LMP1

After seven laps had been completed, Porsche was in the lead thanks to Earl Bamber aboard the No. 2 919

After seven laps had been completed, Porsche was in the lead thanks to Earl Bamber aboard the No. 2 919. The Le Mans winner managed to ease away from Sebastien Buemi in the No. 8 as the No. 1 Porsche dropped to fourth overall after contact with the Swiss’ Toy(b)ota. The Japanese outfit was expected to be close or even quicker than the their German rivals in wet conditions and this was somewhat the case with the No. 8 particularly keeping up with the 919s, although Bamber pitted for his first stop from a 12-seconds lead. Sonn after that was ticked away, the second safety car period began, just before the end of hour number 1.

The race continued, at reduced pace however due to the everlasting rain and foggy conditions, until it did no more. The fog got progressively worse and race director Eduardo Freitas called for a red flag early into the second hour. It lasted 33 minutes and the restart was again done with the aid of the safety car, green flags being waved with four hours and nine minutes left. At that point in time, Toyota’s No. 8 car led the sister No. 7 thanks to the way the pit stops worked out. That’s because the No. 2 Porsche had to pit for it decided to remain on track as the red flags were flown.

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The fog got progressively worse and race director Eduardo Freitas called for a red flag early in the second hour

The somewhat unusual situation here was that the time continued to tick away even under red flag conditions, effectively shortening the actual race. This meant that there was the possibility of the teams only being given 50% of the points if it would have been permanently stopped before it had reached 75% of its duration. Happily, this wasn’t the case and the race cars only encountered one extra safety car period before breaching into the second half. The No. 8 Toyota of Kazuki Nakajima had almost 45 seconds worth of lead over the No. 1 Porsche while Jose-Maria Lopez was third in the trouble-hit No. 7. The car’s wiper malfunctioned which caused a blinded Kamui Kobayashi to leave the island. The event pushed Team Gazoo Racing to change the TS050s steering wheel at the pit stop that followed.

Toyota’s luck turned around late in the race with the advent of the second red flag. This was called by race control with one hour and 40 minutes left on the clock, also for fog. The tricky thing on this occasion was that there was so much inconsistency with this element of nature – sometimes you could see almost all the way to turn one while other times you could barely see 10-15 feet in front of you, and sometimes this change occurred within a few laps.

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The No. 8 car of Nakajima, Buemim and Anthony Davidson finished ahead of the No. 7 sister car

That’s why this second red flag period was never lifted, although Freitas tried to restart the race for a 10-minutes shootout but it was already getting wetter, besides being foggy as per usual. Once more due to the pit stops cycles Toyota was in front when the red flag was waved and so they wounded up on the winner’s podium. The No. 8 car of Nakajima, Buemi and Anthony Davidson (who, on his return to the tea, didn’t even get to turn a wheel in the race) finished ahead of the sister No. 7.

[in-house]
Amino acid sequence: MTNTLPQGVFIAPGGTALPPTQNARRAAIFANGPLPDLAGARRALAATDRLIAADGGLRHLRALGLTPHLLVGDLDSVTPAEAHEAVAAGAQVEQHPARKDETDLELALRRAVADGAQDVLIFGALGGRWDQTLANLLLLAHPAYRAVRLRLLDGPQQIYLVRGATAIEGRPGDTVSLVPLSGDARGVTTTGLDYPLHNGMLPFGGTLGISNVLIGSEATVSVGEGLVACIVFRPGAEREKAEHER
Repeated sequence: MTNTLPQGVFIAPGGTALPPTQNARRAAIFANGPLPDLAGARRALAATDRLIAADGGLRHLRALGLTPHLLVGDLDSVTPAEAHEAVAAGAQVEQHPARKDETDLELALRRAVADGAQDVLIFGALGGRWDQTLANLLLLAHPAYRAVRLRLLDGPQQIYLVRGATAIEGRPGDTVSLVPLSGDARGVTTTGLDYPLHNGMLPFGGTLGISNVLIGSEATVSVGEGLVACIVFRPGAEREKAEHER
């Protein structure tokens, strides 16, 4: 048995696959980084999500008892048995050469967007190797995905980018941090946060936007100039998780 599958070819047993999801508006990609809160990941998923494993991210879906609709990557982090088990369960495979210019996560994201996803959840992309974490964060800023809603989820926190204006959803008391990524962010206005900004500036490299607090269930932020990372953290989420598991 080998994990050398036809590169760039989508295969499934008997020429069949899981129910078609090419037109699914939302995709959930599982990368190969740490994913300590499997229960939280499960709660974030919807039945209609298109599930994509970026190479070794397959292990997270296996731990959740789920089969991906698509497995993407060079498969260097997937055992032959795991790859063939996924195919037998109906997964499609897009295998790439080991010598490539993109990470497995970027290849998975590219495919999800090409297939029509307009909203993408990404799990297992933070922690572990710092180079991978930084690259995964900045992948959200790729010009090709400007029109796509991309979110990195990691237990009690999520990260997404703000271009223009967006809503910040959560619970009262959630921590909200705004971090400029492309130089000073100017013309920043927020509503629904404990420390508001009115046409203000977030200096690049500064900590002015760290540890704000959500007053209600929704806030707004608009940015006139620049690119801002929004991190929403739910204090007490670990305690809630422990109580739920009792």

This was Toyota’s third win of the year and it keeps both the drivers’and manufacturer’s titles alive, at least mathematically speaking. It also occurred on the third occasion that a WEC race was shortened due to bad weather, one of the two others taking place at Fuji as well. This is because the race is put in a period of generally treacherous weather in the Japanese area – although last year there was no rain.

Porsche finished third and fourth after a troubled run. The No. 1 car came back up the order after contact with Buemi made Lotterer lose time. The champion car of last year finished third ahead of the championship-leading No. 2 which was fourth after Timo Bernhard lost a lap due to dismal pace and a misjudged green flag pit stop.

LMP1 Results

Pos No. Team Drivers Car Laps
1 8 Toyota Gazoo Racing Buemi / Davidson / Nakajima Toyota TS050 - Hybrid 113
2 7 Toyota Gazoo Racing Conway / Kobayashi / Lopez Toyota TS050 - Hybrid 113
3 1 Porsche LMP Team Jani / Lotterer / Tandy Porsche 919 Hybrid 113
4 2 Porsche LMP Team Bernhard / Bamber / Hartley Porsche 919 Hybrid 112

LMP2

The No. 31 ORECA led a dominant performance from Bart Hayden’s outfit which was close to a 1-2 at a certain point

Nico Prost, Bruno Senna and Julien Canal were first in line when the second and last red flag was shown and thus won the junior prototype division. The No. 31 ORECA led a dominant performance from Bart Hayden’s outfit which was close to a 1-2 at a certain point. The championship-leading No. 38 Jackie Chan DC Racing car had to settle for third, which minimizes ever so slightly their advantage at the top of the standings. It’s notable that both Julien Canal Thomas Laurent, their crews’ respective silver rated drivers did not actually drive in the event but are poised to get the points earned by their team-mates due to the circumstances.